Product Owner: Iteration Retrospective

Iteration Retrospectives are the structured reflective practice to learn and improve based on what has already been done. The purpose of retrospection is to examine the process the team uses, to build team commitment, and to transfer knowledge to the next iteration and possibly to other teams.

Retrospections must be done at the end of every iteration. A briefer version, the After Action Review can be done at any time, whenever there is value for the team to stop and learn from what has been done and change while it still helps work.

Why to do this practice

During each iteration, during every activity, the people doing work should help each other think about quality issues. Be explicit about what is required without trying to solve the problem (which is the responsibility of people who will receive stories or tasks to do).

Improving quality involves discipline and mutual commitment. Lean techniques – such as retrospections, keeping a clean environment, testing, and a correct use of patterns and code quality – help, but only when the team uses them regularly.

One of the principles of Lean-Agile is to create knowledge. Team Agility Masters should be sharing lessons (sanitized if need be) with fellow Team Agility Masters through their community of practice. In fact, this should be part of the assessment of their performance.

Who does this practice

Here are roles involved in this practice:

  • The whole team is involved in the retrospection. The retrospective is primarily for them.
  • The Team Agility Master is the facilitator for the retrospective. See Facilitate the Iteration Retrospective.
  • The Product Owner may be involved. See Facilitate the Iteration Retrospective for considerations.
  • Management and other outsiders may participate if their contributions and insights could help the team improve.

What to do

Inputs

Inputs to the retrospective include:

  • Team availability. The essential prerequisite for a retrospection is that everyone who was involved in the iteration be available. The reason is that everyone has some viewpoint about what happened. If someone is missing, an insight will be lost.
  • Facilitation plan. The Team Agility Master has prepared to facilitate the meeting.

Approach

At the end of each iteration, the whole team conducts a retrospection, facilitated by the Team Agility Master. The key question is, “If we could do it again, what would we keep doing and what would we improve?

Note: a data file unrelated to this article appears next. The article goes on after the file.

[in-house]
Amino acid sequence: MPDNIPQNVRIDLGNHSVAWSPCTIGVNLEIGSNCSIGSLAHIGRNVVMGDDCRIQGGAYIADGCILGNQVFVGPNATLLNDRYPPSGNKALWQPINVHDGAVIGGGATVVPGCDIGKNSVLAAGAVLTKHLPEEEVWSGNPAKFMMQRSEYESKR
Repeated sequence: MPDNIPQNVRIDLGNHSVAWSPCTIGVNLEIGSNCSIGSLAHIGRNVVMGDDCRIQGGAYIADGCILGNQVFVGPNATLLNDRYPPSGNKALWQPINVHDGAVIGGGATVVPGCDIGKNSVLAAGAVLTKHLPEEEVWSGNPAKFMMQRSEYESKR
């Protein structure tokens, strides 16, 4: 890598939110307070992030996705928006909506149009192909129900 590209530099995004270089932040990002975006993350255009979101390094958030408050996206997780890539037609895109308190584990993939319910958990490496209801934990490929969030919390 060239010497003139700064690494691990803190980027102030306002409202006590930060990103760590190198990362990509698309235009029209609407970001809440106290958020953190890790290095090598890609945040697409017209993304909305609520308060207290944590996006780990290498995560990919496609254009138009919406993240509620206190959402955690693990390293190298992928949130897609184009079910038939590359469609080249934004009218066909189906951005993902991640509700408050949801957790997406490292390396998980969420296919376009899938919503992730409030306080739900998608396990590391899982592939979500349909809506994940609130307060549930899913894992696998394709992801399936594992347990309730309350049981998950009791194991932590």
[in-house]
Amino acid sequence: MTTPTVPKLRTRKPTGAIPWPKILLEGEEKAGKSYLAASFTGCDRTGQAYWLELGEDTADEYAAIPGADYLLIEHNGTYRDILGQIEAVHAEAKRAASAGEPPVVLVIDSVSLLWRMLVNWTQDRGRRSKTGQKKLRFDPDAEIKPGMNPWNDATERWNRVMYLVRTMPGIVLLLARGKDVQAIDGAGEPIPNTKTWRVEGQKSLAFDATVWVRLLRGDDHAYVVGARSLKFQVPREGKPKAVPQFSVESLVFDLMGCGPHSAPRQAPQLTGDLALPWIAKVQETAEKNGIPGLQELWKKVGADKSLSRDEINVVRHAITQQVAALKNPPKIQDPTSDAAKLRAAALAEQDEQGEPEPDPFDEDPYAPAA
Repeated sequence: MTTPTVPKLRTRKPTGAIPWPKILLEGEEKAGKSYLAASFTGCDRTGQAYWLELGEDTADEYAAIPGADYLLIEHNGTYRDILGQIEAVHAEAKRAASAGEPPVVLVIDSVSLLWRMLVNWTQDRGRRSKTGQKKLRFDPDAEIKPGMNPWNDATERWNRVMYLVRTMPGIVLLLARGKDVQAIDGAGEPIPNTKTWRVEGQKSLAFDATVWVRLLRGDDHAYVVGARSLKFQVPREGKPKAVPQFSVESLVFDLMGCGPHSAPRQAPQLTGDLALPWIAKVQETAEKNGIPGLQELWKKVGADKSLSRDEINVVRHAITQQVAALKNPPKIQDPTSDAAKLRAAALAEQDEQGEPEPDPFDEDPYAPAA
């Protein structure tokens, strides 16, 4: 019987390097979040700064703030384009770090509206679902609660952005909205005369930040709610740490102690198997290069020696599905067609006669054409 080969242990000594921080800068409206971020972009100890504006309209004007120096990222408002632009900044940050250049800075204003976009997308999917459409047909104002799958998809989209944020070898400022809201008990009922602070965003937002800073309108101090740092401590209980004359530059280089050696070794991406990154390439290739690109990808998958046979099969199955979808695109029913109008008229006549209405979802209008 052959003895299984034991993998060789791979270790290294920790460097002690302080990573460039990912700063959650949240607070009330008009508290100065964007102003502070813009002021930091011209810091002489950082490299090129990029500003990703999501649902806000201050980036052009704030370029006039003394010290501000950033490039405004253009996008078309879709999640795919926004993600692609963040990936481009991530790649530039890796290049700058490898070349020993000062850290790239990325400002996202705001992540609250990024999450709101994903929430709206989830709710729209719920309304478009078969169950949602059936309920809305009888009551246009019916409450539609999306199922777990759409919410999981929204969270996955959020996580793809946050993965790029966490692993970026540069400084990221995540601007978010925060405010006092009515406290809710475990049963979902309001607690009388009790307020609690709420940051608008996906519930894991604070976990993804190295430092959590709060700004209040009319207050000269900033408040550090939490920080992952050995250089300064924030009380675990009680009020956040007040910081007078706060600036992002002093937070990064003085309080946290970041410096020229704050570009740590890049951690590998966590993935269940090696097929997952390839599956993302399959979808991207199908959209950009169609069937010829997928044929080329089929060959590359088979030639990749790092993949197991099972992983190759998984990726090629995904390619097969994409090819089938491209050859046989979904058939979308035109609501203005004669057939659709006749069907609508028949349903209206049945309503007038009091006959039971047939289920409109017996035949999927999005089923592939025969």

To answer this, the team discusses the following:

  1. How well did we do in the iteration? Did we meet the iteration goals?
  2. How is the project progressing?
  3. What were your successes? (ask everyone)
  4. What processes / techniques would be good to use again?
  5. What were your challenges? What could have gone better? (ask everyone)
  6. What processes and techniques need to be improved?
  7. How is the team being? Are they raising impediments? Are they adjusting?
  8. What impediments are still present?
  9. On a scale of 1-10, what is the score of this iteration?

Some organizations boil these down into three broad questions: “What?”, “So What?”, and “Now What?”

The retrospective should be facilitated. See Facilitate the Iteration Retrospective.

Outputs

The Iteration Retrospective should result in one to three stories for the next iteration reflecting a “vital few” improvements to the process

When to do this practice

Here is when to do this practice:

  • At the end of every iteration, after the Product Demonstration.

The Iteration Retrospective should be time-boxed to 30 minutes.

Where to do this practice

Here is where to do this practice:

  • In a room that is convenient to the entire team

Outcomes

The benefits of this practice include:

    • A focused set of improvements that can be immediately put into practice.
    • Building a habit of improvement. The team as a whole and individuals on the team get in the habit of looking for ways to improve.
    • The team builds a sense of ownership for their processes.

Impediments to progress that are outside of the team’s control are naturally escalated to management and others who can do something about them.